Montreal Canadiens center Eric Staal is injured and will be out for Game 3 against the Toronto Maple Leafs. Head coach Dominique Ducharme has decided to replace him with rookie Cole Caufield, who will make his Stanley Cup playoffs debut.
MON head coach Dominique Ducharme announces Eric Staal is injured and cannot play. So Tatar is staying in, along with Caufield's postseason debut
— Elliotte Friedman (@FriedgeHNIC) May 24, 2021
Eric Staal Injured, Out for Game 3
While Staal has been a fantastic veteran presence for the Canadiens, his actual on-ice performance has been ineffective. One point in two games so far, and only averaging about 11 minutes of ice time per game, Staal has been nearly invisible. He had one of his worst years ever on the Buffalo Sabres, and hasn’t seen much improvement since arriving in Montreal. The Canadiens acquired him from the Sabres to add some leadership and bolster their centers. So far, however, he has not produced as much as they hoped. Taking his place will likely be Paul Byron, shifting over from left-wing. Also playing on the third or fourth line, Byron isn’t an exceptional center, but he can fill in nicely for Staal.
How the Canadiens shift their lineup will be a telling sign of Ducharme’s trust in his young players. Caufield exploded into the NHL, impressing many with his four goals in 10 games, including two overtime winners. Keeping him out of games one and two was a shocking decision, but he’s ready to go. However, throwing a rookie into a high-pressure Game 3 is a possible recipe for disaster. Remember, Caufield only has 10 NHL games under his belt, and zero playoff experience. Especially coming off a 5-1 loss, the Canadiens need to win this game to not fall behind.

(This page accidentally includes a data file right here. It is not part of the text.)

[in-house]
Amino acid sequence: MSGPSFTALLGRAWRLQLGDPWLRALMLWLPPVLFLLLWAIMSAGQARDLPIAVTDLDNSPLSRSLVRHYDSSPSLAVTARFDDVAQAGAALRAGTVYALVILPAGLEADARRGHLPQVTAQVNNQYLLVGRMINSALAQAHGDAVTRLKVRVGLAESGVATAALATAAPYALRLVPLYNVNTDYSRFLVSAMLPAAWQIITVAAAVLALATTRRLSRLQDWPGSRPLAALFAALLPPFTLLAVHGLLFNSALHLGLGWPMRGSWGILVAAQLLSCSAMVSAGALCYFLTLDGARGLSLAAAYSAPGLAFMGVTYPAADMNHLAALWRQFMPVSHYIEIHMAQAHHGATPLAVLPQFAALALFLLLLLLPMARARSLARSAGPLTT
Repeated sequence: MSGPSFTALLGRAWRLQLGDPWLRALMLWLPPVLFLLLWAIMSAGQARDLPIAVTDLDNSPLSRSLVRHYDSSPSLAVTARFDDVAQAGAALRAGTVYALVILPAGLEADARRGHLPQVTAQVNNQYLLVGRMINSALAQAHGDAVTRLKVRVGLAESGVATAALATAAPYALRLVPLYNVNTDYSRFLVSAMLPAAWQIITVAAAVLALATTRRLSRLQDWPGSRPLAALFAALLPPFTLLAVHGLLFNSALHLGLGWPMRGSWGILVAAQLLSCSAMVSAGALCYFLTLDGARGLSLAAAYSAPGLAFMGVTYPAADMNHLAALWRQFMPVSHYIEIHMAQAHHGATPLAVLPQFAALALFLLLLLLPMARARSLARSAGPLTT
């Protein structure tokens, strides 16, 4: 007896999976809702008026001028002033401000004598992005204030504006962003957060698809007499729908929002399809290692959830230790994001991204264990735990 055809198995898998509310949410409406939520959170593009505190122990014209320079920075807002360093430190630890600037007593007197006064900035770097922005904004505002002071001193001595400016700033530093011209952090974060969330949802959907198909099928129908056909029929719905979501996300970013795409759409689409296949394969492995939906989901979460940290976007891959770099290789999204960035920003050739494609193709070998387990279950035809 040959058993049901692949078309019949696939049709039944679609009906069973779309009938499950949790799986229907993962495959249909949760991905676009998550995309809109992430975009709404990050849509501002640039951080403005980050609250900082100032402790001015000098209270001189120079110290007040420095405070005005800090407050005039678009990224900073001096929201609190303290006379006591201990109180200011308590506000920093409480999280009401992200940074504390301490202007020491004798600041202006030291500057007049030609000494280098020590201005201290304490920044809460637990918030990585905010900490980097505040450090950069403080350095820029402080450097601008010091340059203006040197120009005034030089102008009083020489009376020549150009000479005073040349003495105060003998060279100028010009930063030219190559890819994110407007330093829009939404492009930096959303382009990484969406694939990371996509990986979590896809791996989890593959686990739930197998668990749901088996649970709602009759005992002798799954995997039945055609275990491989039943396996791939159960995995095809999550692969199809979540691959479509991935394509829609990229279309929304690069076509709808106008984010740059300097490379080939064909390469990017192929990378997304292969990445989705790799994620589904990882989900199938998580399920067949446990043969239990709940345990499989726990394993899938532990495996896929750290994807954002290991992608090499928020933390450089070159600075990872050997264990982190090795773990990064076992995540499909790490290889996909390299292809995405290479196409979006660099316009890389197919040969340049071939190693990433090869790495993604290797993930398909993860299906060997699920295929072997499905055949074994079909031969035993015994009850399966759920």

It was obvious Montreal needed more offence in Game 2 – they only registered 23 shots on goal. In addition, they took six penalties, which the Leafs turned into two power-play goals. Bringing a rookie in could end up backfiring, as emotions and nerves may get the better of Caufield. That being said, he was sensational in the games he played and seemed to have no trouble in the transition from college to pro hockey.